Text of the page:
Come help Rocky get some new wheels this Friday night at Back Alley Blues and BBQ. Rocky Frisco's Toyota has been stolen and we're going to help him raise money for a new one. Come join local blues musicians for a night of great music and BBQ. We're donating a percentage of sales and taking up donations all night long. See ya there.

Rocky Frisco had this to say on Facebook:

ALL BLUES MUSICIANS AND BLUES FANS! BENEFIT AT BACK ALLEY BLUES AND BARBEQUE. Friday night, September 9th. It's an open jam, so bring your instruments. Blake Ewing is hosting this benefit to help me replace my stolen Toyota, even though we are opponents in the Tulsa City Council race. I think that's one of the coolest things I have ever heard about.

No cover charge, 10% of proceeds go to Rocky's car fund and donations will be collected, so bring money for barbecue and beer, and some extra for the fund.


Rocky Frisco on his campaign:

I haven't campaigned very heavily, since I don't really have a strong desire to be in that office. I'm more of a volunteer candidate: I'm willing to serve my District and the city, but have no political ambition. Frankly, the idea of spending all that time with politicians is not attractive to me. I registered as a candidate only because the District deserves good representation and I think I'm a better choice than the others.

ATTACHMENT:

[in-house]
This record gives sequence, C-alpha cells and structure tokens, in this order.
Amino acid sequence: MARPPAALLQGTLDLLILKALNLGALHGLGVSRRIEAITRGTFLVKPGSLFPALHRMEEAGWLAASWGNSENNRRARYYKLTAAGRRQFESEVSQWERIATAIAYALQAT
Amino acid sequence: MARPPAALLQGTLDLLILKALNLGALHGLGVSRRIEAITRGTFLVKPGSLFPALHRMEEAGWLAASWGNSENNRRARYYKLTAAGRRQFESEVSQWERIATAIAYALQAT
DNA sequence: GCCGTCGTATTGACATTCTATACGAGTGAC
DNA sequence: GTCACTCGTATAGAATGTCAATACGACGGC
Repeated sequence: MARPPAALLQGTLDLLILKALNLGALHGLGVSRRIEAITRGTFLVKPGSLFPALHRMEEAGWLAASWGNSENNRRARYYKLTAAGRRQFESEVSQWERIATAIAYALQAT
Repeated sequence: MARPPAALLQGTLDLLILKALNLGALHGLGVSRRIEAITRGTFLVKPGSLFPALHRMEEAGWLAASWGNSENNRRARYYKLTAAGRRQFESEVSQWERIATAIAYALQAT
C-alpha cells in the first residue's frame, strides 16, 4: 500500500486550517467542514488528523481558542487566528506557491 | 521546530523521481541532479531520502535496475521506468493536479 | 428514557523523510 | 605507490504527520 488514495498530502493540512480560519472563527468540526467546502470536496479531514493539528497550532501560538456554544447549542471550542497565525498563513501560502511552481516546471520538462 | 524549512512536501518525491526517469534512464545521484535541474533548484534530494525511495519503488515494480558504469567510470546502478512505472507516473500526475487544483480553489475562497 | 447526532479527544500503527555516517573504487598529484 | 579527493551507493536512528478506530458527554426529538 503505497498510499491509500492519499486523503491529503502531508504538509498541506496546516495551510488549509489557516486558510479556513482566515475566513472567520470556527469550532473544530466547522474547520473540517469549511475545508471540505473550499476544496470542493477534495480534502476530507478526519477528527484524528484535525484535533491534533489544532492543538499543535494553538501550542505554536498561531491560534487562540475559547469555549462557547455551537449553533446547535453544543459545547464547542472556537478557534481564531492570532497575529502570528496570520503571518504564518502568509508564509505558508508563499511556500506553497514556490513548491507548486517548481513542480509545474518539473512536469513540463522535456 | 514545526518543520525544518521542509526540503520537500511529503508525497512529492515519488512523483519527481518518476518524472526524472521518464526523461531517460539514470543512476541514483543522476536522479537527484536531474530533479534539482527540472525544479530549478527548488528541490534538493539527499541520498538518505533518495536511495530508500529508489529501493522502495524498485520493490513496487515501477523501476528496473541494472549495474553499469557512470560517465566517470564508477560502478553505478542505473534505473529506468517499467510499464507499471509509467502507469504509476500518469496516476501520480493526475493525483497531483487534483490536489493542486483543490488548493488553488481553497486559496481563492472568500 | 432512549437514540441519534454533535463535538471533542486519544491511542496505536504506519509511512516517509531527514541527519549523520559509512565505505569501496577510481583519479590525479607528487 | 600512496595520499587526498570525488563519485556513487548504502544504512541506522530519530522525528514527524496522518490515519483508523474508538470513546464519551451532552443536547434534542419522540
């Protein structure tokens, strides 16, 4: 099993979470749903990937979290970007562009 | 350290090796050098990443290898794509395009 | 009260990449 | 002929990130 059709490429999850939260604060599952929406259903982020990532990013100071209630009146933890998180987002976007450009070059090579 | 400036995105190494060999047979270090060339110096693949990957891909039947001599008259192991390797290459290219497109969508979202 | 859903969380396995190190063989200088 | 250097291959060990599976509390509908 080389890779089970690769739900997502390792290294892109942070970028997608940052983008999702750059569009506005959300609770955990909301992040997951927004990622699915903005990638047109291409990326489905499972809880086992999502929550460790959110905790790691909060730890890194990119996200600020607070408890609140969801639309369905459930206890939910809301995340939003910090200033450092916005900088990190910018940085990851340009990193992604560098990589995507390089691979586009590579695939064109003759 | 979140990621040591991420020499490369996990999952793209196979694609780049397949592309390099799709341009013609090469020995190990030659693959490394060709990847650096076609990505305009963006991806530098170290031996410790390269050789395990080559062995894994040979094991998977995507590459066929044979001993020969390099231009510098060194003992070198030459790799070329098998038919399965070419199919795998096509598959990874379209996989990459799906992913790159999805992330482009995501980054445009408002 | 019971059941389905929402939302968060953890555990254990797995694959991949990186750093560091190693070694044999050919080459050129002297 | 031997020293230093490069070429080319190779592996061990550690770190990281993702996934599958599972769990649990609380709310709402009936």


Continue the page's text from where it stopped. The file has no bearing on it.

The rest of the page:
From his campaign website:

It is my sincere opinion that poison, firearms and politics should only be used in self-defense. ...

Government, by its very nature, produces this kind of obsessive control wherever it intrudes.

I am, by my own nature, strongly opposed to this kind of tyranny. Liberty succeeds; tyranny eventually fails. The Soviet Union fell because of this kind of obsessive micromanagement. ...

Politicians are experienced in politics, a game of lies, manipulation and the abuse of power. They make very lousy automotive engineers, sociologists, psychologists and peacemakers. Most of them know practically nothing about cabbages, but they do know how to make ever more complicated laws and rules. Very much of what ruins the world for people like us comes from this fact.

If you want at least one person on the Tulsa City Council who understands this and wants to try to combat this tendency, vote for me in the coming election....

"As soon as representatives start thinking of themselves as leaders, they start wanting to be rulers." -Rocky Frisco

"The people of my district are neither dogs nor sheep; they don't need leading; they need representation." -Rocky Frisco

In the past, it seemed as though the Tulsa City government had a goal of competing with other cities in the arena of civic pride, building immense sports and entertainment venues, building parks and civic monuments, while the streets deteriorated and bridges collapsed. I want Tulsa to compete with other cities in being the best place to work and enjoy life and raise a family. ...

I have heard that the BOK Center is good for Tulsa, since it generated a million dollars in tax revenue in one year. To me, it represents a giant sucking sound, as Tulsans pay high prices for tickets to performences by people who take the money home, away from Tulsa. If similar efforts were dedicated to exploiting and promoting Tulsa's own native talent, Tulsa would be counted among the world's greatest music cities, like Nashville and Austin and New York. Instead, magnificent musical and artistic talent vies for a very limited budget, while International Acts snorkle up the dollars at the BOK.